Treasuries Decline as Record Saudi Bond Sale Weighs on U.S. Debtby
Kingdom raises $17.5 billion in largest emerging-market deal
Traders await ECB meeting Thursday for signals on stimulus
Treasuries fell as Saudi Arabia’s $17.5 billion bond sale -- the largest ever from an emerging-market nation -- weighed on U.S. sovereign debt.
Benchmark yields rose as Saudi Arabia sold the dollar-denominated bonds, with proceeds to go toward shoring up finances battered by a slide in oil. The deal came as companies including Wells Fargo & Co. and Mondelez International Inc. sold debt, putting U.S. corporate bond sales on track for their busiest week in a month, with issuance set to top $25 billion.
“Anytime you see a big new issuer coming in, there’s a potential for crowding out,” said George Goncalves, head of U.S. interest-rates research at Nomura Securities, one of 23 primary dealers that trade with the Federal Reserve. “It doesn’t help the Treasury market, that’s for sure.”
Treasuries have slumped in October as a bond-market gauge of inflation expectations has climbed near the highest five months. In a speech at a Boston Fed conference last week, Chair Janet Yellen laid out the argument for keeping monetary policy easy while hinting at letting the economy run hot. Traders see policy tightening this year as an odds-on proposition, even if markets are also pricing in a gradual pace of future increases.
Treasury 10-year yields rose about one basis point, or 0.01 percentage point, to 1.74 percent as of 5 p.m. New York time, according to Bloomberg Bond Trader data. The price of the 1.5 percent security due in August 2026 rose 1/32 to 97 26/32.
The Saudi offering eclipsed Argentina’s $16.5 billion sale in April as the largest-ever from a developing nation. It followed a week of presentations to prospective buyers at which officials emphasized the kingdom’s efforts to diversify the $650 billion economy away from oil.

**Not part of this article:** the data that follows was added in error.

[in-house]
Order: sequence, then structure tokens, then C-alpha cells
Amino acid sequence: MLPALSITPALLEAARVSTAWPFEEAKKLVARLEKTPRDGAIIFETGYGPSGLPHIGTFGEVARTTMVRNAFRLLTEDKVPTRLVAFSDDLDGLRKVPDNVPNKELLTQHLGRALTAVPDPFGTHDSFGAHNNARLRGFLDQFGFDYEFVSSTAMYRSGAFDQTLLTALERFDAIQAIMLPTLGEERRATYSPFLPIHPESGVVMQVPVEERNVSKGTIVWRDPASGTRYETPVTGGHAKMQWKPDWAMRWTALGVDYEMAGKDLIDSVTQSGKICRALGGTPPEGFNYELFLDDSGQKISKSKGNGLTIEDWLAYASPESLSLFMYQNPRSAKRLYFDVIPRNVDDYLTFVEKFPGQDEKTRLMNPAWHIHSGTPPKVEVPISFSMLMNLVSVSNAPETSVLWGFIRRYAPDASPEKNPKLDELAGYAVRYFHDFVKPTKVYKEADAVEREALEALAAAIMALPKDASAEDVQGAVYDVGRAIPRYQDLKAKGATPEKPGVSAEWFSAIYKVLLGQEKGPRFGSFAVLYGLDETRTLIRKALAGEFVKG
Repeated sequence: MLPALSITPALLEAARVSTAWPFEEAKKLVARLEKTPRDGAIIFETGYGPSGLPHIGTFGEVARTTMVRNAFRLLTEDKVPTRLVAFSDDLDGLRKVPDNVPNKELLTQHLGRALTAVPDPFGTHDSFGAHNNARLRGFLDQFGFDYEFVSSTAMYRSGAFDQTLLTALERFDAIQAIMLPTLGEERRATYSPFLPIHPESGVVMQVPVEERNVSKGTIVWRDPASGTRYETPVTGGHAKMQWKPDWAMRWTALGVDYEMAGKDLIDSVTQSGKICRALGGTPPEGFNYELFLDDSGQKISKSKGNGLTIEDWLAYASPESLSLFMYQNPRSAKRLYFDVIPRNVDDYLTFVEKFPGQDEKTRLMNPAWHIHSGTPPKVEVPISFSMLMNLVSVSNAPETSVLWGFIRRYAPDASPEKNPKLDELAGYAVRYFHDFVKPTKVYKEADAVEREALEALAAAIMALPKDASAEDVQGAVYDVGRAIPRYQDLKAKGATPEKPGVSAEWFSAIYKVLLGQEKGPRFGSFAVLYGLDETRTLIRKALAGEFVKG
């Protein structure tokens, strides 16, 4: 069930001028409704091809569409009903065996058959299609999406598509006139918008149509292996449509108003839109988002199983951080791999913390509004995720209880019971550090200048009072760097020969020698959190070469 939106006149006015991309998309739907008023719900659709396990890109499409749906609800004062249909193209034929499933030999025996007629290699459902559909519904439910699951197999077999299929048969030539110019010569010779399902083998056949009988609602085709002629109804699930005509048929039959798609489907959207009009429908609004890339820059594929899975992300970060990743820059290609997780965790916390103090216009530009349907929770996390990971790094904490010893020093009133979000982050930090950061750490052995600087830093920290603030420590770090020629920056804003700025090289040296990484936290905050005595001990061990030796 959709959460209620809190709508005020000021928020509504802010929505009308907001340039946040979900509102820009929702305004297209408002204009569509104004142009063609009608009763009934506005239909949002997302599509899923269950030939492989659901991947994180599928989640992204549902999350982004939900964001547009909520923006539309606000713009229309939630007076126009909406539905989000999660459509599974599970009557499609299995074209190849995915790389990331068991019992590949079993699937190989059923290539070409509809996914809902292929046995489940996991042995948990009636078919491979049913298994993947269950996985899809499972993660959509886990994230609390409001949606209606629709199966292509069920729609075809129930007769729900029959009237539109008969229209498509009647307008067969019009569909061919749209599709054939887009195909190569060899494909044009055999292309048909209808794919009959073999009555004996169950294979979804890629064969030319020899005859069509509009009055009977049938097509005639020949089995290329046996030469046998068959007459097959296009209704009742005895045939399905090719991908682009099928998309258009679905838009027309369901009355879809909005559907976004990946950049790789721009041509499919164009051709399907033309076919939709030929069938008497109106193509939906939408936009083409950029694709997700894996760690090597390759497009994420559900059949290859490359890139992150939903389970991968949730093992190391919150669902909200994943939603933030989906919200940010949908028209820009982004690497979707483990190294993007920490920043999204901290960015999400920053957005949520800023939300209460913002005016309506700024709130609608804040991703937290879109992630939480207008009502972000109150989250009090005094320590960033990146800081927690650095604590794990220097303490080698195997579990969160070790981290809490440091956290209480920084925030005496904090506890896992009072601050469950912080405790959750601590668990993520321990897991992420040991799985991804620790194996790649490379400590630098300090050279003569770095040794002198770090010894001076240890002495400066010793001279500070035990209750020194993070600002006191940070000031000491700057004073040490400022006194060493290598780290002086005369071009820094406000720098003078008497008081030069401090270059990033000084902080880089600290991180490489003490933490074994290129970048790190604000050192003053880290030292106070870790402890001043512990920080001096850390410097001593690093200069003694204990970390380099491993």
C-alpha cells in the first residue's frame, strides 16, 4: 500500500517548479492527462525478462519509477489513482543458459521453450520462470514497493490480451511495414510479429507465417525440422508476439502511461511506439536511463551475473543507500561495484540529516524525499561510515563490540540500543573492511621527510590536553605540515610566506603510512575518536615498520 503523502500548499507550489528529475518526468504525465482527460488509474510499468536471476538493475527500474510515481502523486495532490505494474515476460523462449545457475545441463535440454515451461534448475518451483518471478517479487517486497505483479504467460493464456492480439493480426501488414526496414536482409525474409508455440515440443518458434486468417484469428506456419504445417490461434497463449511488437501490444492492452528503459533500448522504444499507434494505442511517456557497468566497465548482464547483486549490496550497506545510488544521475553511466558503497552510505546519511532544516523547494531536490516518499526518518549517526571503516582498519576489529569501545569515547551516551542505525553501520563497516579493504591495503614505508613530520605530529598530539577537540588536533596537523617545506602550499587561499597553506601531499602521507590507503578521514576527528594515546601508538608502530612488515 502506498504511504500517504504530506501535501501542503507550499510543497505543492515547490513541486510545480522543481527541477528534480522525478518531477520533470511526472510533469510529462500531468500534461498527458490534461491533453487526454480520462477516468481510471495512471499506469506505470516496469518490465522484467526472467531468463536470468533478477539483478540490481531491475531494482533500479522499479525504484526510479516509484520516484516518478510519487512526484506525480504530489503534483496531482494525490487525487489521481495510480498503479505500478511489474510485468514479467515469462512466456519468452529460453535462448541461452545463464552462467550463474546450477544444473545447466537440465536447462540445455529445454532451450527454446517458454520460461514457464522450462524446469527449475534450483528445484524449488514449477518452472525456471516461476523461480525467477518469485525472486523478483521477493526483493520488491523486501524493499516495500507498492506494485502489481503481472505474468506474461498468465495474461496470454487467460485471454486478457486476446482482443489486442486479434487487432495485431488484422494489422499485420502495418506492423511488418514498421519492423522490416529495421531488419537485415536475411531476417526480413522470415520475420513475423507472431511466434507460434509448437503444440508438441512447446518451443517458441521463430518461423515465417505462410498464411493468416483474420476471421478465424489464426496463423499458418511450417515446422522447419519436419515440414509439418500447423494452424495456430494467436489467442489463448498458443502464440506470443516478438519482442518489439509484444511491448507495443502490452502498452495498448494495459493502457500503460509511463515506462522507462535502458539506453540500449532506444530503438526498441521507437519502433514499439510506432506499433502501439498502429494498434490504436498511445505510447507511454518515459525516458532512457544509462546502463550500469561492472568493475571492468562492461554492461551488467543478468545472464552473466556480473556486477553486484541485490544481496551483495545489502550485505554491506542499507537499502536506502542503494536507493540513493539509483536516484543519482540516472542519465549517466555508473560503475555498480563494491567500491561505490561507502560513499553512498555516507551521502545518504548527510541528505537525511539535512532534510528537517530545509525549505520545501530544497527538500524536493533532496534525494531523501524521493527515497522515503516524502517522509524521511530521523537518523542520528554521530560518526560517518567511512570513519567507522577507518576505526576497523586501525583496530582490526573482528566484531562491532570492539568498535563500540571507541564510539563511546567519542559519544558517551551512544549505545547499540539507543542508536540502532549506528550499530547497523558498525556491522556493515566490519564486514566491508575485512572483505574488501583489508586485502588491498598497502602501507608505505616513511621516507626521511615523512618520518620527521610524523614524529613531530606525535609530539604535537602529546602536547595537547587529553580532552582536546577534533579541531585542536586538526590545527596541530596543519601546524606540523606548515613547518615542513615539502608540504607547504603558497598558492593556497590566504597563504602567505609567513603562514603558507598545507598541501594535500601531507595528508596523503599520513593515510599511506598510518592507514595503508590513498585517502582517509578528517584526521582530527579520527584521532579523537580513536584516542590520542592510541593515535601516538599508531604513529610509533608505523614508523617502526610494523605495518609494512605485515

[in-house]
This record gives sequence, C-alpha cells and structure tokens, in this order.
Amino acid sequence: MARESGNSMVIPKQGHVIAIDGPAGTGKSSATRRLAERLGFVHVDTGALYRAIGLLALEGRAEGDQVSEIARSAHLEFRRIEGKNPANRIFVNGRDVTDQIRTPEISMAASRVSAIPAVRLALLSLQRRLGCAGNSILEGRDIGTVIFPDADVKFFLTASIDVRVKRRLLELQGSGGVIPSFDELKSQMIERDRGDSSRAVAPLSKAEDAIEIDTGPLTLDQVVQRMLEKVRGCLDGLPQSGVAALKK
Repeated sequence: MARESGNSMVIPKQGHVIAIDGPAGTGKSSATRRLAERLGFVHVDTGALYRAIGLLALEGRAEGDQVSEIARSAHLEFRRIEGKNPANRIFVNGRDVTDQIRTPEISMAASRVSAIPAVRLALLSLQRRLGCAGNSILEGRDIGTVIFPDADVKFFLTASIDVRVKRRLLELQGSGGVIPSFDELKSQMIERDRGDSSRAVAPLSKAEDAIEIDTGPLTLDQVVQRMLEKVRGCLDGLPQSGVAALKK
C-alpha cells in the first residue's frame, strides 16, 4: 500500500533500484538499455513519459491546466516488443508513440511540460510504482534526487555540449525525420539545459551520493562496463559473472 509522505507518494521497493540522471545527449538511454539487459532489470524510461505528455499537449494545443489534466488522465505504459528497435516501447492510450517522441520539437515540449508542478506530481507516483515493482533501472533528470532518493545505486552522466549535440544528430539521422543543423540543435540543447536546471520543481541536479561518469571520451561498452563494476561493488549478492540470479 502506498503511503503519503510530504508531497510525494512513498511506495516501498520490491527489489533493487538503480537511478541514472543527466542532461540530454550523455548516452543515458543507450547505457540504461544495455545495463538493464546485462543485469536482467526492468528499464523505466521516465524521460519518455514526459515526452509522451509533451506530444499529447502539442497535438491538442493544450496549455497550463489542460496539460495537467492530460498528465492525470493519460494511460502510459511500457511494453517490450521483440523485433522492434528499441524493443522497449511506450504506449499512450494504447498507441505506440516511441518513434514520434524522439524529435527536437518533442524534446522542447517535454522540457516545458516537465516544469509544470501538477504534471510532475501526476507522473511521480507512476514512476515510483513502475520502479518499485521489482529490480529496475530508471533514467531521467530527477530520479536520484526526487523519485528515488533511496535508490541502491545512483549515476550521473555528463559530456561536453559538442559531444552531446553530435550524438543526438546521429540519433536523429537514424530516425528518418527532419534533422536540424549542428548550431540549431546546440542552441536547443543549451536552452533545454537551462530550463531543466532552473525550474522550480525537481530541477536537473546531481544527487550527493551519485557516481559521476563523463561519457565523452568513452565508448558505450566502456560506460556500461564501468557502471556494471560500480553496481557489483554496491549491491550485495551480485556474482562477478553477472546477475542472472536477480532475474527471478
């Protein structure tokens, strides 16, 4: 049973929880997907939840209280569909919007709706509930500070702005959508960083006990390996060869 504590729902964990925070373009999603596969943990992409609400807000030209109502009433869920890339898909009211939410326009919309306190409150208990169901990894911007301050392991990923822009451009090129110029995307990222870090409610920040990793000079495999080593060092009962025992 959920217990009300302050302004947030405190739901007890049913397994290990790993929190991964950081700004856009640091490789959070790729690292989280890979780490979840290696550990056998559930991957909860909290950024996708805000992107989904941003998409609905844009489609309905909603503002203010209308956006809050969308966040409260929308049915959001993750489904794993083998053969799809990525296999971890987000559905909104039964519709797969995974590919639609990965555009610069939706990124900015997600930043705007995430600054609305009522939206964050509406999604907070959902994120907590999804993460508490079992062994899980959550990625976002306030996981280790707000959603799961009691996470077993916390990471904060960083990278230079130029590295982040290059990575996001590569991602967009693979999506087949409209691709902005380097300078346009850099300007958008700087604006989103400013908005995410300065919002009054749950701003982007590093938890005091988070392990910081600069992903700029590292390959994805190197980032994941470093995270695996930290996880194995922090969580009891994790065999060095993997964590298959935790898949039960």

In addition to potentially luring away U.S. debt investors seeking higher yields, heavy sovereign and corporate issuance can weigh on Treasuries through the mechanics of how bonds are sold. Issuers of dollar-denominated debt often enter into what’s known as rate-lock agreements, in which they bet on Treasury prices falling to guard against higher yields. Once the debt is sold, the wagers are ended.
"The rate-lock unwinds were a little smaller than the amount of people who needed to sell or hedge against the deal," said Thomas Roth, senior Treasury trader in New York at MUFG Securities Americas Inc. “Rate-lock unwinds typically create buying of Treasuries."
The probability of a U.S. rate increase by December is about 64 percent, fed fund futures indicate. The calculations assume that the effective fed funds rate will average 0.625 percent after the next increase. Swaps trading implies the rate will be about 0.65 percent in a year, and 0.77 percent in two years, according to data compiled by Bloomberg.
The U.S. economy maintained a steady growth pace between late August and early October, as a tight labor market with nascent wage pressures contributed to a “mostly positive” outlook, according to the Fed’s latest Beige Book, an economic survey by reserve banks.
The gap between yields on five- and 30-year debt, a gauge of the yield curve, was about 1.28 percentage points, near the highest since June.
Traders await the European Central Bank’s policy-setting meeting Thursday for signals about its monetary stimulus efforts. Most economists in a Bloomberg survey predict it will prolong its 1.7 trillion-euro ($1.9 trillion) bond-buying program in December and won’t start to taper its asset purchases before the second half of 2017.
“There aren’t going to be any significant changes tomorrow," said David Keeble, New York-based head of fixed-income strategy at Credit Agricole SA. "Without the taper talk, I think longer-dated bonds will do pretty well.”